Spincasting (AKA centrifugal rubber mold casting) is a process starting with a master pattern used to make a rubber mold which is used to cast production patterns or parts. Materials commonly cast using the spincasting technique are plastic resins, wax(for investment casting), tin or lead alloys, and zinc-aluminum. Tooling (rubber molds) are relatively low cost compared to hard tooling. Parts can be made with excellent surface finish and fair to good dimensional tollerances. Many if not most complex shapes (often done as investment castings) can be spincast. Spincast resin can have surface finishes nearly as nice as injection molded parts.
I have been spincasting for about 5 years with spincast parts being used in my model products as well as spincasting for other model makers. I have spincast parts in polyurethane resin, Britannia metal, and zinc-aluminum.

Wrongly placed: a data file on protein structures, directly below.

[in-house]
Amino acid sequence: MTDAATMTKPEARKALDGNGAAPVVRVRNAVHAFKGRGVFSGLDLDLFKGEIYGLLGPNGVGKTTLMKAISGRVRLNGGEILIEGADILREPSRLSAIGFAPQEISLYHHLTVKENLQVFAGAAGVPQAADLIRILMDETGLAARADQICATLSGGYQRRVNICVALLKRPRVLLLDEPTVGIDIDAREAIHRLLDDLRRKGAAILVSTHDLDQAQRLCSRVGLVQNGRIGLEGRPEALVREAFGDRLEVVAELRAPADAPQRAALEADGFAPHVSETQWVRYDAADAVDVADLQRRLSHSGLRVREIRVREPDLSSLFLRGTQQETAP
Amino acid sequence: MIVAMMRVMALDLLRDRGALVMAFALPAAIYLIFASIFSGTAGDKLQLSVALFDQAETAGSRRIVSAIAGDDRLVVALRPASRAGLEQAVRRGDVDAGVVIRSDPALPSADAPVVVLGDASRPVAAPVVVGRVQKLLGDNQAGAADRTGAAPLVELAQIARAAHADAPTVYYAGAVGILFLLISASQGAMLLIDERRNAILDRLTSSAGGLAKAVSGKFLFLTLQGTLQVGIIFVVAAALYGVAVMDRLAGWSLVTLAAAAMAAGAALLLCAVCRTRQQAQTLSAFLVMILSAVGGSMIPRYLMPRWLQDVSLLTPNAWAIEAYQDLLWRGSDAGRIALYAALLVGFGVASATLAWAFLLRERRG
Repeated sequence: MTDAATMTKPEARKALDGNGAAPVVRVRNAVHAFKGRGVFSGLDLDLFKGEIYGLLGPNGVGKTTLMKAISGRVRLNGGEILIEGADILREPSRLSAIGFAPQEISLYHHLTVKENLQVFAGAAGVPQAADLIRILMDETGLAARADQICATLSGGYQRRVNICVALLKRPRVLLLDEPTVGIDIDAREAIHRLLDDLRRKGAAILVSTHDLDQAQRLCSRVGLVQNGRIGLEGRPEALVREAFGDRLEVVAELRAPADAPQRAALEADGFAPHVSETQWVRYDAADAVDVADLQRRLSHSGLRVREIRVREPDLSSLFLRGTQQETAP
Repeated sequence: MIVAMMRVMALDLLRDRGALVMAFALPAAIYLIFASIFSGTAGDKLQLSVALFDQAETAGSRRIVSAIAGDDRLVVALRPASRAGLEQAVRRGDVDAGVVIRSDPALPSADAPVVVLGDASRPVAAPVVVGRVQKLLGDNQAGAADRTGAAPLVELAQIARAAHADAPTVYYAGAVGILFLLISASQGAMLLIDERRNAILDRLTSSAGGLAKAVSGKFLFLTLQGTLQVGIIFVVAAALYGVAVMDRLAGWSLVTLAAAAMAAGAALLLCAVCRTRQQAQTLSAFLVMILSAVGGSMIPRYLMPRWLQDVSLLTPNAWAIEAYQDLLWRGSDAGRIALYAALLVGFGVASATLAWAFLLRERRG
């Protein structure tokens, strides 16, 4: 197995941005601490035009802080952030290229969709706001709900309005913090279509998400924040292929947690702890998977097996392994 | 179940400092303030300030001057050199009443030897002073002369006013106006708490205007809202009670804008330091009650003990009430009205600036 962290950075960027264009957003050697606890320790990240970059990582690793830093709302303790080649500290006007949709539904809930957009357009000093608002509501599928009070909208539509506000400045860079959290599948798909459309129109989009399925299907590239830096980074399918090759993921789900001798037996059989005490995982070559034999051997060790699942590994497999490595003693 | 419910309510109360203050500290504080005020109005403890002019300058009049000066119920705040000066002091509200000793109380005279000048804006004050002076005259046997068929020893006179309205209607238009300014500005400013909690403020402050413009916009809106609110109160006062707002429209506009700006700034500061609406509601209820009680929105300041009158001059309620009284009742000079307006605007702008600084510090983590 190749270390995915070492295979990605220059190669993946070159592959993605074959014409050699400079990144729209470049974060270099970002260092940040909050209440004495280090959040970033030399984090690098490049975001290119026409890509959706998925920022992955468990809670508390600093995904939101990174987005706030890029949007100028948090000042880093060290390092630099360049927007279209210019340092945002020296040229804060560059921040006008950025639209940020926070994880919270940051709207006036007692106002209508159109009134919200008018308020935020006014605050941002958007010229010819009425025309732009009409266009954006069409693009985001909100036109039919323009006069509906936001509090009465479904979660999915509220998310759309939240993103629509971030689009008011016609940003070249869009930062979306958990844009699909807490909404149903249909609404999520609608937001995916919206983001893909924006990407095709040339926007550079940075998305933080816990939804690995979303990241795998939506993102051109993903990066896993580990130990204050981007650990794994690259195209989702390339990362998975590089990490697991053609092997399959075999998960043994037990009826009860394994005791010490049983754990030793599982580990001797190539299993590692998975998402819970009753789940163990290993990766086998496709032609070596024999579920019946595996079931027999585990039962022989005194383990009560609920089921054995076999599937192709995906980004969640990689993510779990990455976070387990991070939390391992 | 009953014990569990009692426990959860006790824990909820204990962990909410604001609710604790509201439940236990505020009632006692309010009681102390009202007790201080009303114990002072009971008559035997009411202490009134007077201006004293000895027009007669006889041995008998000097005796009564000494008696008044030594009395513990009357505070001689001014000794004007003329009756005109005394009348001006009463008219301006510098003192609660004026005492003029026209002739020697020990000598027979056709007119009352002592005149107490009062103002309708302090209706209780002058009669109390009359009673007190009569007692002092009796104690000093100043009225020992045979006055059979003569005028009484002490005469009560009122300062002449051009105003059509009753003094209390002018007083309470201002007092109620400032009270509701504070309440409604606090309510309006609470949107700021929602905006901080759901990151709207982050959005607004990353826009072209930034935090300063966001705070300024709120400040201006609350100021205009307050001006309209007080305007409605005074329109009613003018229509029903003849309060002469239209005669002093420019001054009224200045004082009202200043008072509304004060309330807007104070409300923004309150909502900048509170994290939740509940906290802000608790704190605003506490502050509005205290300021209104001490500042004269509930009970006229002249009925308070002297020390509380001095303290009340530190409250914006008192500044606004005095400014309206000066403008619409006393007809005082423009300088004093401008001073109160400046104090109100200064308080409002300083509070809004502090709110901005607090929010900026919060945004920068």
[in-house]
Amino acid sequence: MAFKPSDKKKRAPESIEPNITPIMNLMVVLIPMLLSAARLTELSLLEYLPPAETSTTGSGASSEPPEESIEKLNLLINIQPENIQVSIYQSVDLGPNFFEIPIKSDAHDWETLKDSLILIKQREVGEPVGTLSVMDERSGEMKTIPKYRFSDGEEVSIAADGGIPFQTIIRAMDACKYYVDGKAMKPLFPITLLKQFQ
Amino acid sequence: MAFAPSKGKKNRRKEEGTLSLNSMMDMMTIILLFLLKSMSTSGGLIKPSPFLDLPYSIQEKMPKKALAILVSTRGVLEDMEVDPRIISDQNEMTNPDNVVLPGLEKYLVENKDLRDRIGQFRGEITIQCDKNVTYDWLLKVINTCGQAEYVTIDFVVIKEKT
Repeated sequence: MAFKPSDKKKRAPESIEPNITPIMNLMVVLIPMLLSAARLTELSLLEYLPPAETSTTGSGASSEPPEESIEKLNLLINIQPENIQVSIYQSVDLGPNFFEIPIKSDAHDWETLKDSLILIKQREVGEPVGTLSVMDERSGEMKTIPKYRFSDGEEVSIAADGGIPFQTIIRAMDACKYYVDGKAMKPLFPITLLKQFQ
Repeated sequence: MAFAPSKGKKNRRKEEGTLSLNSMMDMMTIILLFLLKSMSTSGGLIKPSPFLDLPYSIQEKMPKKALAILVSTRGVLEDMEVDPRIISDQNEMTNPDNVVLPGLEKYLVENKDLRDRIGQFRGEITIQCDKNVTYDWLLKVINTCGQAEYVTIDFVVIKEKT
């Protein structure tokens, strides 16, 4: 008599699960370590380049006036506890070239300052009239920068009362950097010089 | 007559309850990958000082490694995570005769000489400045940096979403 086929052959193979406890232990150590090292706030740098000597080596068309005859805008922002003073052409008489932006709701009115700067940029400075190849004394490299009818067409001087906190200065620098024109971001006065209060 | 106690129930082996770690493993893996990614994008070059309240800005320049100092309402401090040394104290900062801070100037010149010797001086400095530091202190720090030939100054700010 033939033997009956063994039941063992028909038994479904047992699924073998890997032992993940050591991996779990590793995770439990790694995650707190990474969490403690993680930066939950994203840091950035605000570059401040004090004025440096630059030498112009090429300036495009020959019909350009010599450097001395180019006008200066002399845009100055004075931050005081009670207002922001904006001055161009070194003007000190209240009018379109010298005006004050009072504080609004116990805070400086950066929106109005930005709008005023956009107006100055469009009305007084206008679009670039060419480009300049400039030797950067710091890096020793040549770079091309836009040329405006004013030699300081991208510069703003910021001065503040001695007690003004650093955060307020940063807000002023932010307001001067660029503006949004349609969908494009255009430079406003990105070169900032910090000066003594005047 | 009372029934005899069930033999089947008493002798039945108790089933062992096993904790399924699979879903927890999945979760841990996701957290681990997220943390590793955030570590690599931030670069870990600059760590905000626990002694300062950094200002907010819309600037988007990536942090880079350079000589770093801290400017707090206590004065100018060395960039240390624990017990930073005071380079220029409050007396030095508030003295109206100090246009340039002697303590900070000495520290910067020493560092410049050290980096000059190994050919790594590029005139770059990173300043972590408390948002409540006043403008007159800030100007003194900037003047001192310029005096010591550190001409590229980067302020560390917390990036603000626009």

My casting equipment consists of 9"-12" analog and 9"-18" digital spincasting machines, 12" analog vulcanizer, 18" digital vulcanizer, electric melt pot, gas melt pot, vaccuum bell jar and an assortment of lesser tools.
Patterns can be of a variety of materials but metal patterns are preffered since they can be used directly to make a vulcanized mold. I usually make my patterns from plastic or brass using manual machining and fabrication methods. I am just starting to use a small cnc mill on patterns and plan to start using 3D printing for some patterns. Plastic patterns require that RTV rubber is used for a mold to cast metal production patterns to make vulcanized molds.
As a scale model maker I find that spincasting offers an economical method to produce short runs of parts. I offer spincasting, limited to scale model parts, as a service. In addition to spincasting I offer resin casting in RTV molds.
Jack Mc Kie
Jack Mc Kie